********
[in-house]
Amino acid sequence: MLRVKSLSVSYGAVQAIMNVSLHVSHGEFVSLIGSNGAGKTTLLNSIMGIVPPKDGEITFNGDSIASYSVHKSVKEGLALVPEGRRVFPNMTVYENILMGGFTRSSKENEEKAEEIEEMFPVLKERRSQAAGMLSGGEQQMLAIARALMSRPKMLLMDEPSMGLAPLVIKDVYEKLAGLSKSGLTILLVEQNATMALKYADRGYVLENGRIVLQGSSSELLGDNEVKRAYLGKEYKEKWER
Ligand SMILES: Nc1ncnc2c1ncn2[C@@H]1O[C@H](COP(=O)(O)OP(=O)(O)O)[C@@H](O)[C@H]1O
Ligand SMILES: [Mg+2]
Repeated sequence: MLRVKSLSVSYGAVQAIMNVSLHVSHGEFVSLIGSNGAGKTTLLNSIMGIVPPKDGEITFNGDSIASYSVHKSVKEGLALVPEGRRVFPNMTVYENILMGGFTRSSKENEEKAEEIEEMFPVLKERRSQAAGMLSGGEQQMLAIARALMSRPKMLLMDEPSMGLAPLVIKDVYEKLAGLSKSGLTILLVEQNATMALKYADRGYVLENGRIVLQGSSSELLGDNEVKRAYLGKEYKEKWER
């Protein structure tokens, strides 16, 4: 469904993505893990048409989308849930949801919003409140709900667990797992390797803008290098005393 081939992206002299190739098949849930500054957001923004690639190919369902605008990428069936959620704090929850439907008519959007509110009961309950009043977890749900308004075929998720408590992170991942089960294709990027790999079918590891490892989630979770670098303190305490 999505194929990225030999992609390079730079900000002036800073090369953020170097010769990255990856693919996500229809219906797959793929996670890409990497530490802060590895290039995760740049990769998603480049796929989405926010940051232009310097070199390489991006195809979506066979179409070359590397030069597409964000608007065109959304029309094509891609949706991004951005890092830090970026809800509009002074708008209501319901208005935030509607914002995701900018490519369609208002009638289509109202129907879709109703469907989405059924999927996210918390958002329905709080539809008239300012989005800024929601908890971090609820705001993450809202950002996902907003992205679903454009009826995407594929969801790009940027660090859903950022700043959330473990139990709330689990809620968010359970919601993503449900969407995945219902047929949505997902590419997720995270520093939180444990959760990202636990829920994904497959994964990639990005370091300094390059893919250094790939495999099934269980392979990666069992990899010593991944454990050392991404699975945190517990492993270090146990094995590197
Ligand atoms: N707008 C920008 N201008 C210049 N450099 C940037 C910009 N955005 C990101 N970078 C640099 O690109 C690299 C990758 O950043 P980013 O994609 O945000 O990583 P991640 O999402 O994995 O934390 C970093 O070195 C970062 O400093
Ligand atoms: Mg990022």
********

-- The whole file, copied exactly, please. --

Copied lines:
[in-house]
Amino acid sequence: MLRVKSLSVSYGAVQAIMNVSLHVSHGEFVSLIGSNGAGKTTLLNSIMGIVPPKDGEITFNGDSIASYSVHKSVKEGLALVPEGRRVFPNMTVYENILMGGFTRSSKENEEKAEEIEEMFPVLKERRSQAAGMLSGGEQQMLAIARALMSRPKMLLMDEPSMGLAPLVIKDVYEKLAGLSKSGLTILLVEQNATMALKYADRGYVLENGRIVLQGSSSELLGDNEVKRAYLGKEYKEKWER
Ligand SMILES: Nc1ncnc2c1ncn2[C@@H]1O[C@H](COP(=O)(O)OP(=O)(O)O)[C@@H](O)[C@H]1O
Ligand SMILES: [Mg+2]
Repeated sequence: MLRVKSLSVSYGAVQAIMNVSLHVSHGEFVSLIGSNGAGKTTLLNSIMGIVPPKDGEITFNGDSIASYSVHKSVKEGLALVPEGRRVFPNMTVYENILMGGFTRSSKENEEKAEEIEEMFPVLKERRSQAAGMLSGGEQQMLAIARALMSRPKMLLMDEPSMGLAPLVIKDVYEKLAGLSKSGLTILLVEQNATMALKYADRGYVLENGRIVLQGSSSELLGDNEVKRAYLGKEYKEKWER
């Protein structure tokens, strides 16, 4: 469904993505893990048409989308849930949801919003409140709900667990797992390797803008290098005393 081939992206002299190739098949849930500054957001923004690639190919369902605008990428069936959620704090929850439907008519959007509110009961309950009043977890749900308004075929998720408590992170991942089960294709990027790999079918590891490892989630979770670098303190305490 999505194929990225030999992609390079730079900000002036800073090369953020170097010769990255990856693919996500229809219906797959793929996670890409990497530490802060590895290039995760740049990769998603480049796929989405926010940051232009310097070199390489991006195809979506066979179409070359590397030069597409964000608007065109959304029309094509891609949706991004951005890092830090970026809800509009002074708008209501319901208005935030509607914002995701900018490519369609208002009638289509109202129907879709109703469907989405059924999927996210918390958002329905709080539809008239300012989005800024929601908890971090609820705001993450809202950002996902907003992205679903454009009826995407594929969801790009940027660090859903950022700043959330473990139990709330689990809620968010359970919601993503449900969407995945219902047929949505997902590419997720995270520093939180444990959760990202636990829920994904497959994964990639990005370091300094390059893919250094790939495999099934269980392979990666069992990899010593991944454990050392991404699975945190517990492993270090146990094995590197
Ligand atoms: N707008 C920008 N201008 C210049 N450099 C940037 C910009 N955005 C990101 N970078 C640099 O690109 C690299 C990758 O950043 P980013 O994609 O945000 O990583 P991640 O999402 O994995 O934390 C970093 O070195 C970062 O400093
Ligand atoms: Mg990022």